RGS-IBG ANNUAL INTERNATIONAL CONFERENCE 2016
Royal Geographical Society
London, United Kingdom
30 August – 2 September 2016
Call for Papers
Return to the Nexus: Gender and Tourism
Sponsored by the Geographies of Leisure and Tourism Research Group (GLTRG) and the Gender and Feminist Geographies Research Group (GFGRG)
Conveners: Eveleigh Buck-Matthews, Coventry University, Claudia Eger, University of Surrey, Heather Jeffrey, Middlesex University Business School, Dr Caroline Scarles, University of Surrey and Dr Jacqueline Tivers, St. Mary’s University
The study of gender as a pertinent issue within tourism began receiving academic interest and systematic investigation in the 1990s (Swain, 1995; Figueroa-Domecq et al., 2015). In 1995, Annals of Tourism Research dedicated a special issue to the topic, which further directed attention to the topic of gender within tourism research. Margaret Swain (1995) introduced the issue by highlighting that gender relates to both men and women and can be conceptualised as identities that are constructed culturally and socially, an approach she clarifies in the new millennium as intended to be ‘unequivocally dynamic’ (Swain, 2002: 3). Yet whilst there is a growing body of knowledge concerned with gender and tourism there are still many stones left unturned, with research tending to focus on sex tourism and employment (Pritchard, 2001; Pritchard and Morgan, 2000a; Scheyvens, 2002, 2008; Ferguson, 2011; Tucker and Boonabaana, 2012; Figueroa-Domecq et al., 2015).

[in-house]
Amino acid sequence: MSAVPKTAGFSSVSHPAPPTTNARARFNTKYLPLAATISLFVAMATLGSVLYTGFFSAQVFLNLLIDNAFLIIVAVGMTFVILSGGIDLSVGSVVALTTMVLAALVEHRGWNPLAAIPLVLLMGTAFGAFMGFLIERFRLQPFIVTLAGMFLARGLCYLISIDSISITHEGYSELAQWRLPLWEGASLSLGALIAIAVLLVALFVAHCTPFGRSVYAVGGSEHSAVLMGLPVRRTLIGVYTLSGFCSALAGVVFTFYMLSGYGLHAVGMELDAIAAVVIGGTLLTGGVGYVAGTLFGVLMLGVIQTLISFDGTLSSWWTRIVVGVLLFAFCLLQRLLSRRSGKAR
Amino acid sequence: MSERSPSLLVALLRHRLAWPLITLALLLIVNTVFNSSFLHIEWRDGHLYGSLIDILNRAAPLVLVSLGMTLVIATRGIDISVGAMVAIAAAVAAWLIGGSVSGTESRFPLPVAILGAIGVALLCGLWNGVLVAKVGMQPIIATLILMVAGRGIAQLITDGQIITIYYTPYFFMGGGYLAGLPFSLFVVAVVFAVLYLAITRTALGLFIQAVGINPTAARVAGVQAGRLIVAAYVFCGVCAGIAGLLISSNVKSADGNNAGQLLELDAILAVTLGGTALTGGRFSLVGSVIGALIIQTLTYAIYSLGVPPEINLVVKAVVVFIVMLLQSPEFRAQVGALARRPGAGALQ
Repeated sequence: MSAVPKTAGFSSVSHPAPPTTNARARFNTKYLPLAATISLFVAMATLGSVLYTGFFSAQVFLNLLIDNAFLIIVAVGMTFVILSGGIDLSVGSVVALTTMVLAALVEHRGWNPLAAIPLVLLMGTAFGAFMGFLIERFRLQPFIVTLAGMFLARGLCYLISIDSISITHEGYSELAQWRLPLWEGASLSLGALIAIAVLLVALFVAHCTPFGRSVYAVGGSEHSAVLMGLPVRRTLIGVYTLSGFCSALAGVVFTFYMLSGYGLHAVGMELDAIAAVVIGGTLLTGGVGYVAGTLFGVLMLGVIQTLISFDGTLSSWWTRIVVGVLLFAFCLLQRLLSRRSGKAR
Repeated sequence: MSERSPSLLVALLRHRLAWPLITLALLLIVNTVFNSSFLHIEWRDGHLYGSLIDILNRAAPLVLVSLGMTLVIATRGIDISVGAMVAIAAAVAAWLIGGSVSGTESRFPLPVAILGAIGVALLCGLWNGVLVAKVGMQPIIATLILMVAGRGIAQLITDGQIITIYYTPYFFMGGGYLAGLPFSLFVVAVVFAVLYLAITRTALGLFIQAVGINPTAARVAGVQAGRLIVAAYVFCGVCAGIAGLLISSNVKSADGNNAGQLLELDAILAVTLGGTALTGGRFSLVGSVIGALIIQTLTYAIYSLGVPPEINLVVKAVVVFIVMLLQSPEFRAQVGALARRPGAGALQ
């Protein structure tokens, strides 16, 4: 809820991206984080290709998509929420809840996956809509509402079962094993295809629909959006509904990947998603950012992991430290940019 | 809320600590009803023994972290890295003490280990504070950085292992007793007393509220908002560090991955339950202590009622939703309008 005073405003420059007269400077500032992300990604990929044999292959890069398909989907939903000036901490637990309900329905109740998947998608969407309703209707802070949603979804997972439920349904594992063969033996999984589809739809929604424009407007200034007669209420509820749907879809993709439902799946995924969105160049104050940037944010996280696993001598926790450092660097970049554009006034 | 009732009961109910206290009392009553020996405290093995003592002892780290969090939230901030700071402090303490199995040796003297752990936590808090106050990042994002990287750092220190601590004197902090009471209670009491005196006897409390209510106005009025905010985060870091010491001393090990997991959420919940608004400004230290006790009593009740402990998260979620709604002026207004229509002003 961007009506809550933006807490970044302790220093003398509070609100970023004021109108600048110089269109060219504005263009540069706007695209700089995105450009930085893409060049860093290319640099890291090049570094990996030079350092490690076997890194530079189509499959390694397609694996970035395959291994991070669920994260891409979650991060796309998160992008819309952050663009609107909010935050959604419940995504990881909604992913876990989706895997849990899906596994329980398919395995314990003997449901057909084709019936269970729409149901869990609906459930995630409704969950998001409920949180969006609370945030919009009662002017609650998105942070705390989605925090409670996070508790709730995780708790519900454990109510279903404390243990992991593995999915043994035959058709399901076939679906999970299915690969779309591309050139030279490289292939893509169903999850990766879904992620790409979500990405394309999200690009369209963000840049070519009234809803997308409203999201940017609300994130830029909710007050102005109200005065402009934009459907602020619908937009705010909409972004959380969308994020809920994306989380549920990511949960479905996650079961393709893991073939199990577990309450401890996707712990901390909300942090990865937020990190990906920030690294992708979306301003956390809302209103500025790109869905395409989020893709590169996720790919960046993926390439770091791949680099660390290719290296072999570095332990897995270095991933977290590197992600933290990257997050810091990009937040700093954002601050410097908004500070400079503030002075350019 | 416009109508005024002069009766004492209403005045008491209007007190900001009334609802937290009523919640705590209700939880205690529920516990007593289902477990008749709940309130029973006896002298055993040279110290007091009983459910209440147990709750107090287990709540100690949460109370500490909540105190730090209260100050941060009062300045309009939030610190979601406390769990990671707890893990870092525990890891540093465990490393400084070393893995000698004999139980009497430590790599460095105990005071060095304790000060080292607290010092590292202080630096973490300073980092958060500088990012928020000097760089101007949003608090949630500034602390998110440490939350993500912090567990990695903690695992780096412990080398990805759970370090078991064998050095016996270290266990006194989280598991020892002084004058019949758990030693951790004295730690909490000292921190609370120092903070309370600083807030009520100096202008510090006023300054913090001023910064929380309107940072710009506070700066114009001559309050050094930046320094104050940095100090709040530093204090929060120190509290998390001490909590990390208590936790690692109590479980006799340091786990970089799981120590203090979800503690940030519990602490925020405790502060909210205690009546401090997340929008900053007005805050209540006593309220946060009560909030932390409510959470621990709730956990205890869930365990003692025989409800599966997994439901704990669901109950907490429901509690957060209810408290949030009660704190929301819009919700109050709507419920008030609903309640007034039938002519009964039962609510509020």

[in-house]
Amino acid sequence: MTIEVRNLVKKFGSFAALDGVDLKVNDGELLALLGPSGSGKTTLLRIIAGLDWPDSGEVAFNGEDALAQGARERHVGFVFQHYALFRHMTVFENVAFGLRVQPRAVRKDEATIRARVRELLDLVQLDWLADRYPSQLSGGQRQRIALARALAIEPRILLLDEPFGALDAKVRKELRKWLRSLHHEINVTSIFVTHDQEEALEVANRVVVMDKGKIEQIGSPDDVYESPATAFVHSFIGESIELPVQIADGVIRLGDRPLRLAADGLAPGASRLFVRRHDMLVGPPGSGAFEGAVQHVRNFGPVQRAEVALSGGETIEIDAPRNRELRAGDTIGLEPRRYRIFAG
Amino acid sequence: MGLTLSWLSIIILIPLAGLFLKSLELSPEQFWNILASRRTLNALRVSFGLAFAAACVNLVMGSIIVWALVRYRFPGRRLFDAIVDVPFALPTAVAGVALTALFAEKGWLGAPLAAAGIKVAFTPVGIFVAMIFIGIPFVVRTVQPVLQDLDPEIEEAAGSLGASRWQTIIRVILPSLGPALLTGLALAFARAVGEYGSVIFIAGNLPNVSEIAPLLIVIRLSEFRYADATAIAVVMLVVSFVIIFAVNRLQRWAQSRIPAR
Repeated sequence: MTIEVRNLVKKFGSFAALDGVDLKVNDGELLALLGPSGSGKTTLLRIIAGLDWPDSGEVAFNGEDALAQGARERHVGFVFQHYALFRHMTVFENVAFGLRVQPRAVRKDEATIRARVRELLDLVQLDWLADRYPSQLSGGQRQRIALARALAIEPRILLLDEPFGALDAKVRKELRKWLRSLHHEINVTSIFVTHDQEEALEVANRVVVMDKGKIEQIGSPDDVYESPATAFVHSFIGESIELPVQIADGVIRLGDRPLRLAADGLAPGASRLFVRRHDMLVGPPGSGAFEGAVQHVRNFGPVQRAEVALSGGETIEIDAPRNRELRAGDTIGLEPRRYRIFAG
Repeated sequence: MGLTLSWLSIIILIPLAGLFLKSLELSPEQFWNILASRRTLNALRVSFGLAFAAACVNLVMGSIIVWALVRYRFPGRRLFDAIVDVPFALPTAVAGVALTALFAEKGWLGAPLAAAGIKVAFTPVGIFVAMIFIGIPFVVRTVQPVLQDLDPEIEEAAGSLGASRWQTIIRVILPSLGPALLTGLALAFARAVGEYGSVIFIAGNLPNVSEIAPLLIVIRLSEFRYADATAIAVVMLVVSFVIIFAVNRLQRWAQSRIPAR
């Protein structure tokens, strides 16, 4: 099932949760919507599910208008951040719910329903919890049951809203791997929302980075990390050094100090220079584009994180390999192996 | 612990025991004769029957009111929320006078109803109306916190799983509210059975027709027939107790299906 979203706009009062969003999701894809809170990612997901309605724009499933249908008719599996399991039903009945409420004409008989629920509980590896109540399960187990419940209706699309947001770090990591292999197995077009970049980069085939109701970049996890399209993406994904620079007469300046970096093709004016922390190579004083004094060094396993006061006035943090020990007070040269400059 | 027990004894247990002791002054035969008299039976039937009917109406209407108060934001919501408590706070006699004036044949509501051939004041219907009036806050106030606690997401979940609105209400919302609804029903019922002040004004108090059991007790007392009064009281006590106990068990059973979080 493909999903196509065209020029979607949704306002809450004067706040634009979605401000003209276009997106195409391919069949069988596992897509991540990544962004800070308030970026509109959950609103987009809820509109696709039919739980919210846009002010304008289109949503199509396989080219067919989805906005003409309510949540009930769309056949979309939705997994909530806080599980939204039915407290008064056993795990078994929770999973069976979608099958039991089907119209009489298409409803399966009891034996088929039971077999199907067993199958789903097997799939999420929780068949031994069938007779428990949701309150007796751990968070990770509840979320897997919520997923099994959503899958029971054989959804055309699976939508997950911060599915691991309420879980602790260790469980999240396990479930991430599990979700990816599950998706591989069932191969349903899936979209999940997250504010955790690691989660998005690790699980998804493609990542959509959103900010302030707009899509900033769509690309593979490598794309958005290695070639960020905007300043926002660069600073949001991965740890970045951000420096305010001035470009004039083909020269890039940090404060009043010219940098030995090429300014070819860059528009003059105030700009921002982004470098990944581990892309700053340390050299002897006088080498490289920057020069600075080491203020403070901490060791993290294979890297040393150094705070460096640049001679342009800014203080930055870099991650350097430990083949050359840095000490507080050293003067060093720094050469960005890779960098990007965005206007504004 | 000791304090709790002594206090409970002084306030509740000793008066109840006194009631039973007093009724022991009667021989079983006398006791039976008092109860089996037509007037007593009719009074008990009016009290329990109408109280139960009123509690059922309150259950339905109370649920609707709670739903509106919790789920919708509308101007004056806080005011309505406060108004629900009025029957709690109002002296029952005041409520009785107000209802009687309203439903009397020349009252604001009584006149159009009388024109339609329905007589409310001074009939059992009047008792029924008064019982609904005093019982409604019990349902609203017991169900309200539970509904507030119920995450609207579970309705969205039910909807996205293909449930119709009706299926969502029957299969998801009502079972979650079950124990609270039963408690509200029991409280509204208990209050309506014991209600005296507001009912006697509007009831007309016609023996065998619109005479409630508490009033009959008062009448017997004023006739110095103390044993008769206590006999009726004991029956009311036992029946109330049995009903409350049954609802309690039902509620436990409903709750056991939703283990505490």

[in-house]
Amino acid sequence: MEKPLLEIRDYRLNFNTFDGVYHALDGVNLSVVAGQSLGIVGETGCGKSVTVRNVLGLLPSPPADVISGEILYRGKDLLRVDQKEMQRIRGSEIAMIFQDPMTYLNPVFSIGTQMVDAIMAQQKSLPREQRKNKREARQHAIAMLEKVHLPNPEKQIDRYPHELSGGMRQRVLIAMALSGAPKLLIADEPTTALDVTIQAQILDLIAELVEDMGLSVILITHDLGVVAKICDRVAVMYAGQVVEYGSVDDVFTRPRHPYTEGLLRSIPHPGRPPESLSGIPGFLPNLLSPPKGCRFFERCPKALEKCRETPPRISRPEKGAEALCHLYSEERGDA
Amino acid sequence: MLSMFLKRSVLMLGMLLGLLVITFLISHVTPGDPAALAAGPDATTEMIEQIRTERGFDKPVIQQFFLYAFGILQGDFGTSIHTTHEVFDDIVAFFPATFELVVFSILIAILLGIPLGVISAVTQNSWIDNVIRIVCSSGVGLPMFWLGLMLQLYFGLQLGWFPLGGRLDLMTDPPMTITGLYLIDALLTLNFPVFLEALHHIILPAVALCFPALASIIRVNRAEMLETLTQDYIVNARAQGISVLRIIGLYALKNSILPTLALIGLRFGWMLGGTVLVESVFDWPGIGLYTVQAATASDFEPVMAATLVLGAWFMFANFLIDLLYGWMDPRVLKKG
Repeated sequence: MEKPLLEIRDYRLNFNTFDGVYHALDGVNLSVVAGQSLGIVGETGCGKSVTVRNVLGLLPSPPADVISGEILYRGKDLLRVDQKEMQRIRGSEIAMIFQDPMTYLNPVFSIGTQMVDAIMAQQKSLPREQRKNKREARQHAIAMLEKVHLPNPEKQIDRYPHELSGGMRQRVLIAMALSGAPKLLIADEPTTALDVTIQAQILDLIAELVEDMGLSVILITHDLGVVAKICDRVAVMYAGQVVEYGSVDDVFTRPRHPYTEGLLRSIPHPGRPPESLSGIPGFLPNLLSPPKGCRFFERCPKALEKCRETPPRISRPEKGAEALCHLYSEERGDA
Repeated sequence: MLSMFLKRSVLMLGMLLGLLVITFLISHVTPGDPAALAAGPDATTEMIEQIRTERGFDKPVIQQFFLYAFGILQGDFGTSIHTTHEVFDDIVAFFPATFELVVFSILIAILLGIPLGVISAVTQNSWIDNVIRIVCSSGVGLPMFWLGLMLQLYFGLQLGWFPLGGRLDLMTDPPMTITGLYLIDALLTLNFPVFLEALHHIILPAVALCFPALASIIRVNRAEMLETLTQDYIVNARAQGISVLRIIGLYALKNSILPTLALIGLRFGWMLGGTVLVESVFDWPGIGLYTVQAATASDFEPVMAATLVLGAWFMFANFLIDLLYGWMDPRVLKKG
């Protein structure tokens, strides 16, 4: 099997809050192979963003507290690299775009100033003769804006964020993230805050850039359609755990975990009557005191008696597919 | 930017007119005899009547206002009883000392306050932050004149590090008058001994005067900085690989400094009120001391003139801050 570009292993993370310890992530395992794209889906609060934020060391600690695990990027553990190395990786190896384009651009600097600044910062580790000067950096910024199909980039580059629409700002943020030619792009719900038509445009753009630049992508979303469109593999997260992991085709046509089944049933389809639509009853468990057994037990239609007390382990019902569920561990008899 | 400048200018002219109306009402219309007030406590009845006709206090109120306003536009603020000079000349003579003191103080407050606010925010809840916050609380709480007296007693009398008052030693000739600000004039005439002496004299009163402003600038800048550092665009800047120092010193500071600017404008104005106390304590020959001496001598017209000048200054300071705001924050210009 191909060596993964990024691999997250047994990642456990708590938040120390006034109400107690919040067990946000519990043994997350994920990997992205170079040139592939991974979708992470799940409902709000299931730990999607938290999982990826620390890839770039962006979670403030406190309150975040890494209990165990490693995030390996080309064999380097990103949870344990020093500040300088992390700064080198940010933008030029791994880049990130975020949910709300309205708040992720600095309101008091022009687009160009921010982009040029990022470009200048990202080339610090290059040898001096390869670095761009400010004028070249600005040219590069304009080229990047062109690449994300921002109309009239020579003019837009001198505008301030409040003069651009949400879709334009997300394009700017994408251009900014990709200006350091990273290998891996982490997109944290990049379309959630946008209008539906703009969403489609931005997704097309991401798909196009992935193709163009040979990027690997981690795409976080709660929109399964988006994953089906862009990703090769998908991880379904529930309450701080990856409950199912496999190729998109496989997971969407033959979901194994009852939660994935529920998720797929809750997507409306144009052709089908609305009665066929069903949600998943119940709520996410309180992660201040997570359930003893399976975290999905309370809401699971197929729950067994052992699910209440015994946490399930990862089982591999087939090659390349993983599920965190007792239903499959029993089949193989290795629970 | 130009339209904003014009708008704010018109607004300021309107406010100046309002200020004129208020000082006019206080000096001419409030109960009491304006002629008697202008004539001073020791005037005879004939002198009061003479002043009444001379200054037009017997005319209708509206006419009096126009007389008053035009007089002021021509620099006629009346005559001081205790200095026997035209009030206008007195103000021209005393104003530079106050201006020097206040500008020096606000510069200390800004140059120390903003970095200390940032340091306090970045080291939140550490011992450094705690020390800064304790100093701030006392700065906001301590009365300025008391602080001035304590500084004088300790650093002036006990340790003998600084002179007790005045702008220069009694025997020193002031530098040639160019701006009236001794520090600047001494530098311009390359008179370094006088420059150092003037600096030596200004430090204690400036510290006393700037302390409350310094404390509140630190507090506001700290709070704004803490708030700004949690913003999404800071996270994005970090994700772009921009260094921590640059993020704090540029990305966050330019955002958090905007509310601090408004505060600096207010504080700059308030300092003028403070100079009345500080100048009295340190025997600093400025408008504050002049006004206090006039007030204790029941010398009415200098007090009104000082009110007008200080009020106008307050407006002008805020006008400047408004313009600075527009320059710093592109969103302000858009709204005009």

The term nexus was utilised by Aitchison (2000) at the turn of the new millennium, which sought ‘to accommodate both the material and the symbolic in an integrated analysis that explores the mutually informing nature of social and cultural relations in shaping gender relations within leisure and tourism’ (Aitchison, 2005: 210). This session therefore asks participants to return to the nexus and consider both the structural and the poststructural within studies of gender and tourism, inviting a wide range of empirical and conceptual papers.
Potential topics (but not limited to) as follows:
- Gender and tourism discourse
- Gender and tourism development
- Neglected masculinities
- Feminist approaches to gender and tourism
- Gender and tourism work
- The gendered tourism researcher
We are currently seeking contributions to the following session (but not limited to):
1.Paper presentations: involving five presentations each lasting around 15 minutes with time for questions. The presentation may be executed in a traditional or innovative style, and we actively encourage a wide range of styles; including snapshots and pechakucha.
Please send abstracts (approx. 250 words) and indication of preferred session to Heather Jeffrey (email@example.com) by the 1st February 2016.